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Book Review Nucleotides and Coenzymes. By D. W. Hutchinson. Methuen's Monographs on Biological Subjects. Edited by R. Peters and F. G. Young

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Purines, Pyrimidines, and Nucleotides, and the Chemistry of
Nucleic Acids. A Course in Organic Chemistry. Edited by
R . Robinson. Advanced Section Vol. XXV. By T. L. V.
Ulbricht. The Commonwealth and International Library.
Edited by R. Maxwell. The Macmillan Company, New
York, and Pergamon Press, Oxford-London-EdinburghParis-Frankfurt 1964. 1st Edit., V11+ 79 pp., 1 illustration,
G 0.12.6.
It is no easy undertaking to condense the chemistry of the
purines, pyrimidines, and nucleotides into a 75-page monograph in such a way as to produce a well-rounded and easily
understandable review. The purpose of the prcscnt monograph is to provide an introduction to the fundamentals of
the chemistry of purines and pyrimidincs, since this is dealt
with only very bdefly in most text-books of organic chemistry, particularly those written in English. The author, himself a well-known worker in this field, manages to present an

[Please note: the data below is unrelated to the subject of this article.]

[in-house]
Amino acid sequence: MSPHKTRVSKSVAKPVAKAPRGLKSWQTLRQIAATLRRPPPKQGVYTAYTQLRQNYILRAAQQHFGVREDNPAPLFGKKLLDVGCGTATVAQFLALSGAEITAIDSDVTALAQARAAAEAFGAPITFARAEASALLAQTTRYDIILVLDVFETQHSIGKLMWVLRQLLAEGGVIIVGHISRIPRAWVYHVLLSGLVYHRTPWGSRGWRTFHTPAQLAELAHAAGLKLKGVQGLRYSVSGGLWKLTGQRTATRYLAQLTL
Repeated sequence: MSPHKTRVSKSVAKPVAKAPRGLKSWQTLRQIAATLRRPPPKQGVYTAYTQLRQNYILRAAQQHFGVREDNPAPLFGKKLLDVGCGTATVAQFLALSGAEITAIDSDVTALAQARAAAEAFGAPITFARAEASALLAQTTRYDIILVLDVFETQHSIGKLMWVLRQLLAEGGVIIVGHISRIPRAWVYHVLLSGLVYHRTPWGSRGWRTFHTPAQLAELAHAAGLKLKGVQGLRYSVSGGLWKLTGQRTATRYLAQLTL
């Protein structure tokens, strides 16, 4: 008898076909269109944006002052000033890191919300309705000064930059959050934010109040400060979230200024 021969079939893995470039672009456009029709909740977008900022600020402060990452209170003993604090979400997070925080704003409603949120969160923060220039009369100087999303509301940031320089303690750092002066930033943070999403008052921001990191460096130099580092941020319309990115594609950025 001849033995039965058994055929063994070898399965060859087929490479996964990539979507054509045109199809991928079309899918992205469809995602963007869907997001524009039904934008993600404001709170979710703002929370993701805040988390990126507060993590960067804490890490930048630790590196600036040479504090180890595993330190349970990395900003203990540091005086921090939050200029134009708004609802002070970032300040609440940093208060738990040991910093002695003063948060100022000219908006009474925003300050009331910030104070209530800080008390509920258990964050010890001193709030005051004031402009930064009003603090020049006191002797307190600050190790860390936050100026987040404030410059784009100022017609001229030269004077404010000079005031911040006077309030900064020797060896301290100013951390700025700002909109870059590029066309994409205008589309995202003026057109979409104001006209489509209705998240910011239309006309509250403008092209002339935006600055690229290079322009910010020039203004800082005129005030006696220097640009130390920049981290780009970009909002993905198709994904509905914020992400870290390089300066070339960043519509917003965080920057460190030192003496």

excellent Survey in only 60 pages and references to original
pupers are given at the end of each chapter for those who
wish to make a deeper study. It is questionable, however,
whether the chapter on nucleic acids (10 pages) should have
been included in this short monograph.
F. Crumer
[NB 423/294 IE]
Nucleolides and Coenzymes. By D . W . Hurchinson. Methuen’s
Monographs on Biological Subjects. Edited by R. Peters
and F. G. Young, Methuen & Co., London, J. Wiley &
Sons, lnc., New York, 1964. 1st Edit., VIII + 136 pp.
c 0.18.0.
This booklet is intended as a chemical supplement to the
widely-read “Biochemistry of Nucleic Acids” by J. N. Duvidson (“The Child’s Guide to the Nucleic Acids”), with
particular reference to low-molecular weight compounds.